If it wasn’t for the Czechoslovak Legion and interventionists, it would’ve ended without big blood already in 1918. The leaders of the White movement provided the American, English, French, Japanese with concessions, and promised to pay imperial debts. In fact, they provided foreigners with control over Russian territory”.

The American interventionists used the “invitation” in full. They took away wood, furs, and gold from the Far East. American firms received permission from Kolchak’s government to carry out trade operations in exchange for “City Bank” and “Guaranty Trust” credits. One company alone sent from Vladivostok to the US 15,700 poods of wool, 20,500 sheep skins, and 10,200 large dry skins. Everything that represented at least some value was taken away.

They did not stand on ceremony with the local population who supported the Red partisans. In the Russian state historical archive of the Far East “Acts concerning the tortured and shot peasants were preserved in the Olginsky district in 1918-1920”. Here is an excerpt from this document: “Having captured the peasants I. Gonevchuk, S. Gorshkov, P. Oparin, and Z. Murashko, the Americans buried them alive for having ties to local partisans.

And they finished off the wife of the partisan E. Boychuk as follows: they pricked her body with bayonets and drowned her body in a rubbish pit. They mutilated the peasant Bochkarev with bayonets and knives to the point where he became unrecognisable: his nose, lips, and ears had been cut off, his jaw had been unhinged, his face and eyes had been pricked by bayonets, his entire body had been cut up. Near Sviyagino station the partisan N. Myasnikov was tortured in the same brutal way – according to the testimony of an eyewitness, at first they chopped off his ears, then his nose, hands, legs, and then chopped him into pieces alive”.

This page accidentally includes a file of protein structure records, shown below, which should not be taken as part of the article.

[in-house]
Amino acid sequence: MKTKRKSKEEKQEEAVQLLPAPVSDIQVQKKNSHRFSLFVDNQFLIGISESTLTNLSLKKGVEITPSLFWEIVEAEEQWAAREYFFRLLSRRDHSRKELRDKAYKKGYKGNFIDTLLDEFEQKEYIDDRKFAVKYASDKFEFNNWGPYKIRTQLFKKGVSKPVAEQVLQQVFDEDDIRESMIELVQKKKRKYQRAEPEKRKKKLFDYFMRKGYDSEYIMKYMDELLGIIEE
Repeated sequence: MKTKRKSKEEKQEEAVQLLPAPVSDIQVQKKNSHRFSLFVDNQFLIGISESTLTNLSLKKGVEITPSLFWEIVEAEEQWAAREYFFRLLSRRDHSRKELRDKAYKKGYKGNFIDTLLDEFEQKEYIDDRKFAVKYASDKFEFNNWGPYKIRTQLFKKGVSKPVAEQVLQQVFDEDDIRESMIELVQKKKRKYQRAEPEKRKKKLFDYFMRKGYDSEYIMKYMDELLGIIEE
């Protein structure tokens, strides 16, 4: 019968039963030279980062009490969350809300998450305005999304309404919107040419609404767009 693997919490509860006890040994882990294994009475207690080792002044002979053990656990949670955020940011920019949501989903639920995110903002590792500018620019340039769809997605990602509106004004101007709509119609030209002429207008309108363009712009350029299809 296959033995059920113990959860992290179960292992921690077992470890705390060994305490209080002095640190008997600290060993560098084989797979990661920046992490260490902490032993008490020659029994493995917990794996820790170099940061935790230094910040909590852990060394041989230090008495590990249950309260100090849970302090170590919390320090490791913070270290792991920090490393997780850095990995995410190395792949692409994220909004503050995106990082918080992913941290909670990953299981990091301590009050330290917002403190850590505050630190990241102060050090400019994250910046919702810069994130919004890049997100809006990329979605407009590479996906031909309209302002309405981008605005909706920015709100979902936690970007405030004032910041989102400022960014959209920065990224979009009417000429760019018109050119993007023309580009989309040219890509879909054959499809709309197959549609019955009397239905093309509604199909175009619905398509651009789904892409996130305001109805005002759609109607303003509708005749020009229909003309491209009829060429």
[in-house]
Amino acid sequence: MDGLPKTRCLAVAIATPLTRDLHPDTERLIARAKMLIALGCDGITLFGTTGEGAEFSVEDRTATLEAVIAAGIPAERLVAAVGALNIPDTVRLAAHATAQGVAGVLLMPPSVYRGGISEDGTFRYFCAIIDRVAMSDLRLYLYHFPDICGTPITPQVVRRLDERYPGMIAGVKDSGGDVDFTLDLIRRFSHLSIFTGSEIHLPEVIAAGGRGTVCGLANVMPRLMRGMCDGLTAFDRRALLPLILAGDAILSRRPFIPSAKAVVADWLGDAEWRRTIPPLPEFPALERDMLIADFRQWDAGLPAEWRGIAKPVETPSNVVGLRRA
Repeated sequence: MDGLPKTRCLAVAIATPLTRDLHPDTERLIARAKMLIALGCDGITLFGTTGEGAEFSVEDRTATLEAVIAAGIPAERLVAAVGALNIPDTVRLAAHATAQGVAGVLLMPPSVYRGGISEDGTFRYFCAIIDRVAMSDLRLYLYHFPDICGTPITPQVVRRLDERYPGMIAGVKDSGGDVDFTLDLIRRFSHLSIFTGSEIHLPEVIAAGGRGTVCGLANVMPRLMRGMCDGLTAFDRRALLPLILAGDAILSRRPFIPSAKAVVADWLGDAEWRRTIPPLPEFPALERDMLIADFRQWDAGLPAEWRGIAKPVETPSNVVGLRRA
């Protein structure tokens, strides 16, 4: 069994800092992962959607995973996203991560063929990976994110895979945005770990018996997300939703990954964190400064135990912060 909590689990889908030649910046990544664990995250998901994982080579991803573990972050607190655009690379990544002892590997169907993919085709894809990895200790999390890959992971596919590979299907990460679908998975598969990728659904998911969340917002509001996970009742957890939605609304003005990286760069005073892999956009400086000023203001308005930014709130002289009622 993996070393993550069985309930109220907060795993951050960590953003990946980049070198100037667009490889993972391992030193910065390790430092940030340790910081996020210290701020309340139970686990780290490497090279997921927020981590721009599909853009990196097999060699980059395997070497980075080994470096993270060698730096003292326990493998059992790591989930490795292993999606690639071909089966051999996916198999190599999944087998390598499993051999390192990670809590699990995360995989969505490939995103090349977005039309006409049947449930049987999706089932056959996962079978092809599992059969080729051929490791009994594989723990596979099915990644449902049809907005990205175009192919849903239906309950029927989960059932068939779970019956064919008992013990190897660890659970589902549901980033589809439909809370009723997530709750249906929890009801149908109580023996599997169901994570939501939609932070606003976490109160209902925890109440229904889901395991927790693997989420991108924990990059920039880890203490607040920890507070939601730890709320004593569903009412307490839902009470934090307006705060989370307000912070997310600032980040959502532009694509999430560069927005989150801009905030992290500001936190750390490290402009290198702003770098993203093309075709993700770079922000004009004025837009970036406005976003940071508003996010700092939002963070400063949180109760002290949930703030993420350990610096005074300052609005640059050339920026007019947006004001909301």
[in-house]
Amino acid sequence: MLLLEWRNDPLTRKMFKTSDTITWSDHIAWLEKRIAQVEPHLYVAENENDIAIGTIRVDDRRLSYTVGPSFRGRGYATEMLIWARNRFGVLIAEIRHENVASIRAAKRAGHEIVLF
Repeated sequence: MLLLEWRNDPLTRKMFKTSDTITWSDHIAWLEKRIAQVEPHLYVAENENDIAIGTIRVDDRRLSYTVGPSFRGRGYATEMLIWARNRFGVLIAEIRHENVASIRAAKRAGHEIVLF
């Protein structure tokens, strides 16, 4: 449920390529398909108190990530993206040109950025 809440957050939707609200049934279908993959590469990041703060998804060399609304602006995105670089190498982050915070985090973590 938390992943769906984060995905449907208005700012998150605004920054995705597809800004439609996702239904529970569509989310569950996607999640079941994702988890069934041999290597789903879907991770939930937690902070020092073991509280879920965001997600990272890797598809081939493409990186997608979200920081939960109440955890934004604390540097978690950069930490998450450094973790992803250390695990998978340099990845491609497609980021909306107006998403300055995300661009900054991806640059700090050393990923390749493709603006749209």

Nineteen months

The historian Fedor Nesterov in the book “Link of times” wrote: “The adherents of the Soviet power were pricked, cut up, shot in groups, hung, sank in the Amur, taken away in torturous ‘death trains’, and starved in concentration camps everywhere where where the bayonet of the overseas ‘liberators of Russia’ could reach”. According to him, many peasants who in the beginning didn’t support the Soviet power eventually rose up against the “guests” and came over to the side of the partisans.

Resistance to the occupiers spread. The battle at the village of Romanovka near Vladivostok in 1919 on June 25th history made history: Bolshevist units under Yakov Tryapitsyn’s command attacked the positions of the US army and destroyed more than 20 soldiers of the enemy.

After Kolchak’s troops had been defeated, foreign intervention in Russia lost its meaning. In 19 months of staying in the country, the American contingent in the Far East lost [were killed – ed] nearly 200 soldiers and officers. The last overseas serviceman went home on April 1st, 1920.

It should be noted that even when the civil war ended and the Americans and the majority of European powers recognised the USSR, no western politician condemned the bloody campaign in Russia. The double-faced attitude towards the occupation of the territories of a sovereign state was characterised more exhaustively by Winston Churchill in the four-volume work “The World Crisis”.

“Were they [the Allies] at war with Russia? Certainly not; but they shot Soviet Russians at sight. They stood as invaders on Russian soil. They armed the enemies of the Soviet Government. They blockaded the ports and sunk its battleships. They earnestly desired and schemed its downfall. But war – shocking! Interference – shame! It was, they repeated, a matter of indifference to them how Russians settled their own affairs. They were impartial – bang!”.


Translated by Ollie Richardson & Angelina Siard
ria.ru